Josh Sweat, a weak-side defensive end out of Oscar Smith High School (Va.), is one of the top defensive prospects in the country.
Sweat, who is 6'5, 230 pounds (and growing), is rated by the 247 composite as the 33rd best player in the 2015 class. He is also listed as the fourth best weak-side defensive end and the second-best player from Virginia. The recruiting analysts at 24/7Sports think very highly of Sweat, slotting him as the sixth best player overall in their top-247 list. ESPN and Rivals list Sweat as a four-star prospect in their top-100 lists.
Sweat has pulled in scholarship offers from schools all over the country, including Alabama, Clemson, Florida State, Georgia, LSU, Michigan, Ohio State, South Carolina, Texas A&M and Virginia Tech. Despite only being a junior, he has already received upwards of 25 offers.
You can check out some highlights of the big fella in action here, courtesy of Hudl.
What makes Sweat such a desired prospect?
First, Sweat has the desired size for a weak-side defensive end. At 6'5 and 230 or so pounds, Sweat has the length teams are looking for, and yet has room to add 20 pounds of muscle so that he won't be a liability against the run.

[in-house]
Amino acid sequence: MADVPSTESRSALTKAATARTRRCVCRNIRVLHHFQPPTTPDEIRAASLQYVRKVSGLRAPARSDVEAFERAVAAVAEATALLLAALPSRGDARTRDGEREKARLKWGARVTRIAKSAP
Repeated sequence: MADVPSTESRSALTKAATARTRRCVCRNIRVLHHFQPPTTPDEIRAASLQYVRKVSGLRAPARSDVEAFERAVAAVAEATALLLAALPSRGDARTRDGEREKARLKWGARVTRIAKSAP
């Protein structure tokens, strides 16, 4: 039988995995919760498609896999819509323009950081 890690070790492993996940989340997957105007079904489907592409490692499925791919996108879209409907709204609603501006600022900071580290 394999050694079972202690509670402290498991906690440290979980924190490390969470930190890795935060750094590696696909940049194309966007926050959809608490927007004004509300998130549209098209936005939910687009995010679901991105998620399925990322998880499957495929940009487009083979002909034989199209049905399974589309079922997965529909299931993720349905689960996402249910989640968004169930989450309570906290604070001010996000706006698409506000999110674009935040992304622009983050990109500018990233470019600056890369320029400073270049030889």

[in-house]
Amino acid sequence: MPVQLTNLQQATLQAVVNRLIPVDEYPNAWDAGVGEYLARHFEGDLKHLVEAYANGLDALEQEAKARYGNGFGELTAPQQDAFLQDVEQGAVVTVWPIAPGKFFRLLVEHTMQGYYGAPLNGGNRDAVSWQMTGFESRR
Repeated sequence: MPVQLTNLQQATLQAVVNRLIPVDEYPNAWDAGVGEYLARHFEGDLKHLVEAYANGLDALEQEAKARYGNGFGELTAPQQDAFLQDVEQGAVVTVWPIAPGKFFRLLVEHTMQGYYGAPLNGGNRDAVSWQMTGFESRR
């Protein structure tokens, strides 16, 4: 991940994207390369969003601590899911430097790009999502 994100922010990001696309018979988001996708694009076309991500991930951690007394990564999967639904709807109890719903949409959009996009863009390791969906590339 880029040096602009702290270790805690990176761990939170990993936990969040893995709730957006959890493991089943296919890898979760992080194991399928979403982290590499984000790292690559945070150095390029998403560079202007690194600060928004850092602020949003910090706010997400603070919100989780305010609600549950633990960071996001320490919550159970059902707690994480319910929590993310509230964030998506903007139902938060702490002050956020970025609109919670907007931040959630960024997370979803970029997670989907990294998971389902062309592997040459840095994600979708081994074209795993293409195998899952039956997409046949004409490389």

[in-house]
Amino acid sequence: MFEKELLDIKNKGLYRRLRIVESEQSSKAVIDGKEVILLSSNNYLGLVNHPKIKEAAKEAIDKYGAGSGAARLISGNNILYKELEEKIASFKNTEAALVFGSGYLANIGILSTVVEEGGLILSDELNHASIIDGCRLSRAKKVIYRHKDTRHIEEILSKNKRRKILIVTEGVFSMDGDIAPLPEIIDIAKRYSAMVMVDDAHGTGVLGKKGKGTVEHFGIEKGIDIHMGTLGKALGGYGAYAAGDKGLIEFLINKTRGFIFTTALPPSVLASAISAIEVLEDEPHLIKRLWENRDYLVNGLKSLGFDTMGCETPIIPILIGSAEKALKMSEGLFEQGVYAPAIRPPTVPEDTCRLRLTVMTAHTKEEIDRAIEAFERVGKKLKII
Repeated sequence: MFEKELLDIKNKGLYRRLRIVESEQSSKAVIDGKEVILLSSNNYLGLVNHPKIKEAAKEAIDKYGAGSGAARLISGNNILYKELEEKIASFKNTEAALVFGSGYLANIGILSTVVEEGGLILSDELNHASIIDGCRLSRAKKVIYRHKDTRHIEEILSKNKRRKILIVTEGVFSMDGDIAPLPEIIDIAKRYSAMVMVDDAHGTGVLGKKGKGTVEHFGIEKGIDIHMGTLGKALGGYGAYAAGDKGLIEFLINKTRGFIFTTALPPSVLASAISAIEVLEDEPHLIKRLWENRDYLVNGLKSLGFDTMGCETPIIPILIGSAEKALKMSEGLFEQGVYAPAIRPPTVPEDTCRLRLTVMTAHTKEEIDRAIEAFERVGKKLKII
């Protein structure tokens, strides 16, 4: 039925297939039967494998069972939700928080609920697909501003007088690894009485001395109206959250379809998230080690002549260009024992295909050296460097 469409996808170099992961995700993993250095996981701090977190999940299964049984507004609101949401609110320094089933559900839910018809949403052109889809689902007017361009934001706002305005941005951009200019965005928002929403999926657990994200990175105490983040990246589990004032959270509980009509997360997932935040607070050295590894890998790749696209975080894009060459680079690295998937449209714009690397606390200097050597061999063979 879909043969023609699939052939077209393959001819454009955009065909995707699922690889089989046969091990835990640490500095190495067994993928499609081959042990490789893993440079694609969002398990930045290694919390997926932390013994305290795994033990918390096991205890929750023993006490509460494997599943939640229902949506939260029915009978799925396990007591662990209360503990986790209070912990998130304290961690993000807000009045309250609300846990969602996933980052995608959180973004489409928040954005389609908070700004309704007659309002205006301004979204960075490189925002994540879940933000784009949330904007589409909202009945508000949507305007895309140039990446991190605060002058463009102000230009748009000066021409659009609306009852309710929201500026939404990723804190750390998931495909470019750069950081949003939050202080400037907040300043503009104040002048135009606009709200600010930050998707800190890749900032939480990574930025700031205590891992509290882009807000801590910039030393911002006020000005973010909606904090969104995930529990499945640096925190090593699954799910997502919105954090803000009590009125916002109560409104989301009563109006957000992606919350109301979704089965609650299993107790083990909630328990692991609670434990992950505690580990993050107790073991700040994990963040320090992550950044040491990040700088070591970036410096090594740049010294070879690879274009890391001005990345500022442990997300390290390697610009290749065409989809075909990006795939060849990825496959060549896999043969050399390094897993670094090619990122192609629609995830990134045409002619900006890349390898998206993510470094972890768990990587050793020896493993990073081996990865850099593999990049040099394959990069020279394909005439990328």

But what really stands out about Sweat is the ridiculous, incredible burst that most great weak-side pass rushers possess. He explodes at the snap and overwhelms blockers with his speed. Defensive ends either have this or they don't. And Sweat does.
And it's not just the speed. Sweat converts speed to power quite well. That's because he plays with solid bend and lean, driving through his hips and extending his arms. As Sweat matures as a pass rusher, he'll be able to work better counter moves off that power and speed, swimming back to the inside.
I also like Sweat's determination to fight through blocks and hustle, cleaning up some trash plays. He seems to have good football instincts, and breaks down well when making tackles.
Sweat is exactly what colleges want at weak-side defensive end. He projects as a multi-year starter at a major school and a potential NFL player.